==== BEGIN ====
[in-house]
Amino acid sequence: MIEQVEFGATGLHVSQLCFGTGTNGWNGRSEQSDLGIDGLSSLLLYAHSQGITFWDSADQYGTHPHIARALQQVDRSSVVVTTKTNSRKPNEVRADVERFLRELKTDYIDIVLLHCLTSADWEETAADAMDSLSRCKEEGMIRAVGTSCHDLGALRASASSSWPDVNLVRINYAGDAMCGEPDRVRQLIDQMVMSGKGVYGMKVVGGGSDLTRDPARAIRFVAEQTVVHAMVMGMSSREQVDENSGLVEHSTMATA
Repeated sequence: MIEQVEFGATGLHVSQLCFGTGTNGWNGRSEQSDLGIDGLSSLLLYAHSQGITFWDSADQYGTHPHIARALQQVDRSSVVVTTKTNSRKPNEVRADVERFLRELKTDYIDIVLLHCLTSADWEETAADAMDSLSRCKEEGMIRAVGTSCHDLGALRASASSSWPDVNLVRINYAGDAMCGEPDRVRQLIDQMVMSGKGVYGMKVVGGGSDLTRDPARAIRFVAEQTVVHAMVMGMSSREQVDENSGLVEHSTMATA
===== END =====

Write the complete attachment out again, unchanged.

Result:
[in-house]
Amino acid sequence: MIEQVEFGATGLHVSQLCFGTGTNGWNGRSEQSDLGIDGLSSLLLYAHSQGITFWDSADQYGTHPHIARALQQVDRSSVVVTTKTNSRKPNEVRADVERFLRELKTDYIDIVLLHCLTSADWEETAADAMDSLSRCKEEGMIRAVGTSCHDLGALRASASSSWPDVNLVRINYAGDAMCGEPDRVRQLIDQMVMSGKGVYGMKVVGGGSDLTRDPARAIRFVAEQTVVHAMVMGMSSREQVDENSGLVEHSTMATA
Repeated sequence: MIEQVEFGATGLHVSQLCFGTGTNGWNGRSEQSDLGIDGLSSLLLYAHSQGITFWDSADQYGTHPHIARALQQVDRSSVVVTTKTNSRKPNEVRADVERFLRELKTDYIDIVLLHCLTSADWEETAADAMDSLSRCKEEGMIRAVGTSCHDLGALRASASSSWPDVNLVRINYAGDAMCGEPDRVRQLIDQMVMSGKGVYGMKVVGGGSDLTRDPARAIRFVAEQTVVHAMVMGMSSREQVDENSGLVEHSTMATA